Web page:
The legality of homeschooling today rests on People v. Levisen (1950). In that decision, the Supreme Court of Illinois overturned the conviction of a Seventh Day Adventist couple who had begun homeschooling their child because of their religious convictions. The court stated that homeschools should be allowed to operate as private schools, provided they followed the state’s requirements for such schools (i.e., providing instruction in the same branches of education taught to public school children of the corresponding age and grade). The court defined a private school as “a place where instruction is imparted to the young” and argued that “the number of persons being taught does not determine whether a place in a school.” The court also stated that “the law is not made to punish those who provide their children with instruction equal or superior to that obtainable in the public schools. It is made for the parent who fails or refuses to properly educate his child.”
This foundational case was both reaffirmed and clarified in Scoma v. Chicago Board of Education (1974). In that case, a homeschooling couple argued that the state compulsory education law was being applied to them in an unconstitutional manner. The court upheld People v. Levisen, stated that homeschool parents must provide a plan of instruction that is equivalent to the standards set for public schools, and clarified that when it came to establishing whether or not a plan of instruction that met these requirements was being carried out, the burden of proof rested with the homeschool parents.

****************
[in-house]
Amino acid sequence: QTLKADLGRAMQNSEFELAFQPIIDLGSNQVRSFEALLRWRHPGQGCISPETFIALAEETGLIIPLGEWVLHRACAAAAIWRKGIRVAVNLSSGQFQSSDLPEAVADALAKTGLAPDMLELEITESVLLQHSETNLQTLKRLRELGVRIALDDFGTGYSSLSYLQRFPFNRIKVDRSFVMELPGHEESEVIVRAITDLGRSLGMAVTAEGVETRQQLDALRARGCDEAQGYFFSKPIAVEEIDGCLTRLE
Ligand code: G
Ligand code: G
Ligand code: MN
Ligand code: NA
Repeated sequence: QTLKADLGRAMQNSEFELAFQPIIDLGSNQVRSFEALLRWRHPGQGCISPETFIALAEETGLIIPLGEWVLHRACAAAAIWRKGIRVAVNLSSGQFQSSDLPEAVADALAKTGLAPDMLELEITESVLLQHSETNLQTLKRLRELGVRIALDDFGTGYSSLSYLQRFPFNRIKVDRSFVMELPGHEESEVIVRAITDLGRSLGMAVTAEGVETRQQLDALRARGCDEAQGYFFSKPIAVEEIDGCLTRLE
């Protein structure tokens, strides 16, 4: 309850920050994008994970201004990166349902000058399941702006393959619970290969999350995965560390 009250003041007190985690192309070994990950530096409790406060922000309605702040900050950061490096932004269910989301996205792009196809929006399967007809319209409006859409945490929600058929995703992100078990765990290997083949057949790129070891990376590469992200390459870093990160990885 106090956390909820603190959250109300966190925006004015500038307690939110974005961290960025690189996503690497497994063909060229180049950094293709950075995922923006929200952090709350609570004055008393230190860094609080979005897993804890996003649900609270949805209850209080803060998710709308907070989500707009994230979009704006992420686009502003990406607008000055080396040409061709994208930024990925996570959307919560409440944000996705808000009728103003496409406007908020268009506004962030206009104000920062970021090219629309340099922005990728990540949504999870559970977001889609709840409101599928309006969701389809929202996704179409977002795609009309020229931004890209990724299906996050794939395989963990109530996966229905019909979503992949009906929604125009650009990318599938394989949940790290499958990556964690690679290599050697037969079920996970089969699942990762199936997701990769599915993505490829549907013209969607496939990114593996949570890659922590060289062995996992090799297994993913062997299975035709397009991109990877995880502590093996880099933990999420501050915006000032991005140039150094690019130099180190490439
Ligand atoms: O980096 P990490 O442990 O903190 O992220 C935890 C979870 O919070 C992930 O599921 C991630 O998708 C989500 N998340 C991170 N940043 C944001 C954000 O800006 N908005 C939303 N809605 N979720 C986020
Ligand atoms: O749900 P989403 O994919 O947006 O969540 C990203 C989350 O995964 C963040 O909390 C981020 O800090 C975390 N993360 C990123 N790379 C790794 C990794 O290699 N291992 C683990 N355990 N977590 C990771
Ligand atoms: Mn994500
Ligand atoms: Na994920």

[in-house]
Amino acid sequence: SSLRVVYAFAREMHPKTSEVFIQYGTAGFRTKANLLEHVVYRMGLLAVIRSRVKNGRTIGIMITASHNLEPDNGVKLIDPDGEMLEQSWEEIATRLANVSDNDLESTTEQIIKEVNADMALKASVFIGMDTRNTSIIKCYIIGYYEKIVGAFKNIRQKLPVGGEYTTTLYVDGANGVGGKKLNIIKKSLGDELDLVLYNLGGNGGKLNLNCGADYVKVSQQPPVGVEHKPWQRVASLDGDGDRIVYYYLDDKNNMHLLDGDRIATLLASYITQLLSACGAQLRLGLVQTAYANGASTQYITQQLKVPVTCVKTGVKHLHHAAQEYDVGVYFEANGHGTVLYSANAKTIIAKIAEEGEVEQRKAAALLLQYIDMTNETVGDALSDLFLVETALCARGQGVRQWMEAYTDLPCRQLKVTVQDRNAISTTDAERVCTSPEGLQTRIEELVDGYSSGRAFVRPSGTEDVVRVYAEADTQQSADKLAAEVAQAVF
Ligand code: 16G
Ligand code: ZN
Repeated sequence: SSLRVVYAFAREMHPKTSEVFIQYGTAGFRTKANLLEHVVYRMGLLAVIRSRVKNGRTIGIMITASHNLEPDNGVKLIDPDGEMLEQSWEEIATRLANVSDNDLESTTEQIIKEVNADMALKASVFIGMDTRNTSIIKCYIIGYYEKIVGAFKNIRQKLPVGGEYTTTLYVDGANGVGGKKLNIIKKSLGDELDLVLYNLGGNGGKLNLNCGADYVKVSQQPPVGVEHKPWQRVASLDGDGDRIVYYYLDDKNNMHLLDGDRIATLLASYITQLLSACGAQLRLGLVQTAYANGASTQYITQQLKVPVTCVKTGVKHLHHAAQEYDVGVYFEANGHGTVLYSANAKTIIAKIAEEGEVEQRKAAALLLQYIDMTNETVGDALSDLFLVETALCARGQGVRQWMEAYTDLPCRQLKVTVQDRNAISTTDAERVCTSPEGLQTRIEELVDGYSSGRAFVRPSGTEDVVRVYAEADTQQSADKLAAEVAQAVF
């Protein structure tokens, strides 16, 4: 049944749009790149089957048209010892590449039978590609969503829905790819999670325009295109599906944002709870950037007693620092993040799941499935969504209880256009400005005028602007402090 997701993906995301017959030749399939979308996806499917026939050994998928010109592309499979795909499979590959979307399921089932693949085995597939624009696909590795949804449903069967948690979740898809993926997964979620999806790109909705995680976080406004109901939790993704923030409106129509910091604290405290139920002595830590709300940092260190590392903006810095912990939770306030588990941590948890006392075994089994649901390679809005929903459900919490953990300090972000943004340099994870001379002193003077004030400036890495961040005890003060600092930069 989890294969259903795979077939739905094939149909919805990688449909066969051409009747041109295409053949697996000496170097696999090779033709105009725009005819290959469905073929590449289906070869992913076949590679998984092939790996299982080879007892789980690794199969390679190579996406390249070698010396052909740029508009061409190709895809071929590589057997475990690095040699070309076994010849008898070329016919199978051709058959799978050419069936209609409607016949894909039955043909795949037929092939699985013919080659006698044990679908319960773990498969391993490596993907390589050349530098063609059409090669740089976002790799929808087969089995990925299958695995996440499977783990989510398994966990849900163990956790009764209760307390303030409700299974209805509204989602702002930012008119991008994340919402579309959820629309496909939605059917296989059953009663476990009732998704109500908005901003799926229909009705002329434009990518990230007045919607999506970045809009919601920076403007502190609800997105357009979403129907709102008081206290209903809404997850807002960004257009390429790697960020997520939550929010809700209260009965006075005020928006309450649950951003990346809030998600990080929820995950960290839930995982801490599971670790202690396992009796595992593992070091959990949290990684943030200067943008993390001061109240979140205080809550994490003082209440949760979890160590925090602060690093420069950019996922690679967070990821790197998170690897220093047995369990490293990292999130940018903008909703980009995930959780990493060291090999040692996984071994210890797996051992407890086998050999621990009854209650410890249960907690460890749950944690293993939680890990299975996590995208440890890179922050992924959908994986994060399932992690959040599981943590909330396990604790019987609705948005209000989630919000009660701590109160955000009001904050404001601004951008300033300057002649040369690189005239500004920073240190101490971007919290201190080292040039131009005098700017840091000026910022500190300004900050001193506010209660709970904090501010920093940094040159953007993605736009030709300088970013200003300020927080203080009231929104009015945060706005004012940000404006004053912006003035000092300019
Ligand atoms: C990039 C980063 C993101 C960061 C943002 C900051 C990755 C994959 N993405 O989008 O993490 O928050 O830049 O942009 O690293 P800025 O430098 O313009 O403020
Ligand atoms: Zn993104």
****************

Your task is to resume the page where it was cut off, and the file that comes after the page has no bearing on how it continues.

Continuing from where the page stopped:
From time to time, Illinois legislatures and education officials have proposed laws to create more thorough oversight of homeschooling in the state. In 1998, Illinois State Representative Ricca Slone proposed HB 3344, legislation that would have created a homeschool option to replace homeschools’ current status as private schools. This option would have included assessments using testing and portfolios and the submission of health information including records of vaccines. As a result of homeschool opposition, the bill never passed. In February of 2011, Illinois State Senator Edward Maloney filed SB 136, which would have required homeschool parents to annually register their children with the State Board of Education. He expressed concerns about children being removed from school but not educated, and argued that requiring homeschool parents to register their children would help ensure that children do not fall through the cracks. The state’s homeschool lobby opposed the bill as a threat to homeschooling, and as a result, Maloney tabled the bill. So far, such attempts to create protections for homeschooled students have met with failure.
For more state histories, see Histories of Homeschooling.
For more on homeschooling in Illinois, see Illinois.